She further elaborated by giving an example: “Taking a case in point – if there’s a communal riot in the district it’s very important for the officer in-charge to have an inherent understanding of communalism in general and the history of that area – they then need to employ this understanding to understand the problem statement better and arrive at a holistic solution comprising both a humanistic approach to look after the people affected by the riots and technical approach to maintain law and order.”
Why a lesser number of Humanities students qualifying for UPSC CSE?
In 2015, the government made the Civil Services Aptitude Test (CSAT) a qualifying paper for the UPSC prelims exam. However, experts have noticed that for the past five years, this paper has been getting tougher and that could be one of the reasons why Humanities candidates number is going down.
“CSAT is turning out to be trickier for the Humanities students who otherwise perform better in the Mains as it is a written exam and needs in-depth knowledge. Engineers, especially from top colleges, are good at both writing and communications. I have seen how during the mock interviews, they are able to convince their point of view more confidently. Unarguably, they dominate the CSE result,” Singh said, adding that more MBBS graduates are applying for CSE than those who are MS/MD.
“Medical science is a high-scoring subject. Since they are already used to studying 12-14 hours a day during their college days, they replicate the same dedication during civil services preparation,” Singh said.
Sejal Singh cited the example of doctor Rajendra Bharud, a Collector in Maharashtra’s Nandurbar district, who was in news for his setting-up of oxygen plants in the tribal district during the pandemic.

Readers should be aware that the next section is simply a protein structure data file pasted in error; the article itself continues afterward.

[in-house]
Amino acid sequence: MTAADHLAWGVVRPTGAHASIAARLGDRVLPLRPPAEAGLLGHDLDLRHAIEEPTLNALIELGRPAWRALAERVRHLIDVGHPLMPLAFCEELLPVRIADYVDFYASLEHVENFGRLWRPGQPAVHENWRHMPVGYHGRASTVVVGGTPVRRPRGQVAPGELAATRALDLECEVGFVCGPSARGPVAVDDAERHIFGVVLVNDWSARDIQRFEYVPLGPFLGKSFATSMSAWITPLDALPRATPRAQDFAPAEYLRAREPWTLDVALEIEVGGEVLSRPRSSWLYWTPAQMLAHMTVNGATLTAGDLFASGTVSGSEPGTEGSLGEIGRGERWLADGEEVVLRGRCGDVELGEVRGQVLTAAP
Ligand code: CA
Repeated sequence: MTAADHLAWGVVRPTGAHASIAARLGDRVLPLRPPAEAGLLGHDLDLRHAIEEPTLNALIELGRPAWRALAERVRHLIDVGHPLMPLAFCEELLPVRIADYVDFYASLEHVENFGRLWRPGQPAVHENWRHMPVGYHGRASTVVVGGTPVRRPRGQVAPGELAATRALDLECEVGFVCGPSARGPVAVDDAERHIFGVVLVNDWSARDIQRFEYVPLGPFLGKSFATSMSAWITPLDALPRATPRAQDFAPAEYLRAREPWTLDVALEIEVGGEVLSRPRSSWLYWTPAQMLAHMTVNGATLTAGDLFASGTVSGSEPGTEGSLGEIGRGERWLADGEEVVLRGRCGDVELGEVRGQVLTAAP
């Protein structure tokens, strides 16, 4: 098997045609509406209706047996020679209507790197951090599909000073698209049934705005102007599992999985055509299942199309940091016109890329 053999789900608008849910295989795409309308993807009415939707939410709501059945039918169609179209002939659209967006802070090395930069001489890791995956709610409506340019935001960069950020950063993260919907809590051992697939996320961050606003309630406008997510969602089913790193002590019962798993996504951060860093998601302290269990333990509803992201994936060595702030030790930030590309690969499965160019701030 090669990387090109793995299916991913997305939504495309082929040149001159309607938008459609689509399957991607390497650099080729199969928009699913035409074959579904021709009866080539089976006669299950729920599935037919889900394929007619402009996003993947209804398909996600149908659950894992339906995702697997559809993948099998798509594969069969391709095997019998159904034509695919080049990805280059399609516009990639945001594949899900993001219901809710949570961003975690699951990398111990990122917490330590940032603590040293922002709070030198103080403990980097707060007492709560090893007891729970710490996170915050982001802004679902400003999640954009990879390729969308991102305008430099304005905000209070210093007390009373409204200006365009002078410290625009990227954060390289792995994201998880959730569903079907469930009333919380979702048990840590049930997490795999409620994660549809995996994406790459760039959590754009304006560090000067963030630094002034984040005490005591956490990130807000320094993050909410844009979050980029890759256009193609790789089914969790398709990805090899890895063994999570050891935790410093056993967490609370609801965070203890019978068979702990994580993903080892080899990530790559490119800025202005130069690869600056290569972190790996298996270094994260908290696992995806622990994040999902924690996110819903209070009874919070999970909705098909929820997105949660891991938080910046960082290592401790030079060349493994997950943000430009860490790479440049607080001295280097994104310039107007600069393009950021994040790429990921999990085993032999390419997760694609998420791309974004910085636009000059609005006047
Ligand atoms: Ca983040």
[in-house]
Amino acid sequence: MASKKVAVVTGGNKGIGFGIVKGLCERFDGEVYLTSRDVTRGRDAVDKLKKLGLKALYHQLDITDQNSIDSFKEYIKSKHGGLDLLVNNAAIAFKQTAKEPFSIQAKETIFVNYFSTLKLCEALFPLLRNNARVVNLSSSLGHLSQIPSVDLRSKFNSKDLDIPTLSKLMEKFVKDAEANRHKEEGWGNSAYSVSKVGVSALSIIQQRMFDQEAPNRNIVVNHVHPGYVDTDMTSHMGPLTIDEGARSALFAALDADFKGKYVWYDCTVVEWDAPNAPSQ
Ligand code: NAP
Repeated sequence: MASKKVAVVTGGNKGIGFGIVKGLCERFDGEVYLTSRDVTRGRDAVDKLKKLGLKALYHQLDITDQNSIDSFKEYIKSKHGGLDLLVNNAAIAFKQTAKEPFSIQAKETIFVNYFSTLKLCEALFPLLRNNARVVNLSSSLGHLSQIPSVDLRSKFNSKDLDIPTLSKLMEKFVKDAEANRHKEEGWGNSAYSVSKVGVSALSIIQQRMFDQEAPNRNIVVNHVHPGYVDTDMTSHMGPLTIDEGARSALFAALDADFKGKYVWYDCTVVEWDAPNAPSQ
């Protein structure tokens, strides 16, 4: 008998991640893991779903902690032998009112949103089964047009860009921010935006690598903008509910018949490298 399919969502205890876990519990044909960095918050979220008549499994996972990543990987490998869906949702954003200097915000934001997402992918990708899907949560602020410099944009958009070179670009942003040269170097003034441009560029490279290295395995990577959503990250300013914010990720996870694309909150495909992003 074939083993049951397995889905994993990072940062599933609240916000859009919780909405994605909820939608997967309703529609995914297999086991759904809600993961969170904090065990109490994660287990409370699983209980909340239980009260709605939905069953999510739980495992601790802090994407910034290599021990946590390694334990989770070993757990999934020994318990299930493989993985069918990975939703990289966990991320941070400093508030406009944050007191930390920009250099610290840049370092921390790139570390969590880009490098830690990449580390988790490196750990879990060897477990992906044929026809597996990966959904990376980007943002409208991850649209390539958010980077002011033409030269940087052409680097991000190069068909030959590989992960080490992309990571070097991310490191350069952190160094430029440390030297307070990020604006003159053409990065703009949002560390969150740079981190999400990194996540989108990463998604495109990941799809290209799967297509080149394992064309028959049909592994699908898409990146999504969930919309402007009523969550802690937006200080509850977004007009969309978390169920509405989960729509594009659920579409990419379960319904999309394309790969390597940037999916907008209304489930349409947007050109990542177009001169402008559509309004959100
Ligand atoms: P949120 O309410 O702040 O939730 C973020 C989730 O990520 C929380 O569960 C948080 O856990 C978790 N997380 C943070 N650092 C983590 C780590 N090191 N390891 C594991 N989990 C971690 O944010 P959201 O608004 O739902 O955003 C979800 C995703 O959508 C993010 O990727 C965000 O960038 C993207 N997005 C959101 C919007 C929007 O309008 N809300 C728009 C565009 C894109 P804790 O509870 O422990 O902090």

Another example of good governance is of ex-Railway Board chief Ashwin Lohani, a mechanical engineer and a steam engine train enthusiast.
Lohani played a key role in putting up Indian rail heritage on the world map by upgrading the steam shed at Rewari. “Those with specialised degrees will bring their knowledge to good use. And at this point of time, we need more such people as bureaucrats,” Singh said.
Saghir Ansari, director at Residential Coaching Academy, Aligarh Muslim University, counters that the scope of civil services is not only related to use of technology but to take critical decisions in matters of administration and public order which involves understanding the complex human behaviour and to act accordingly.
“Policy formulation to address major social problems including unemployment, social assistance, communal violence, radicalism, etc, requires better understanding of historical, societal, political, and economical perspectives. In my opinion, technology should be used as a servant and not as a master in governing society and solving societal problems. Given our diverse human capital and its potential, we cannot restrict ourselves to such a notion that engineers are needed more as civil servants,” he said.
Ansari pointed out that all civil servants from different educational backgrounds must be trained to work smarter and comfortably use and embrace AI and other digital tools to ensure citizen centricity, digital empowerment of the citizens and to transform into a knowledge based economy in the future.
Nanditesh Nilay further elaborated that in a result-obsessed world, effort is not felt and absorbed but only counted.
“We are data-driven rather than virtue-driven. If values and ethics are subjectively and objectively assessed regularly, institutions and individuals will be aligned for an integrated approach towards society and nature. So give engineering and humanities aspirations an even field not only in selection but overall. Trust me, only this will work,” he said.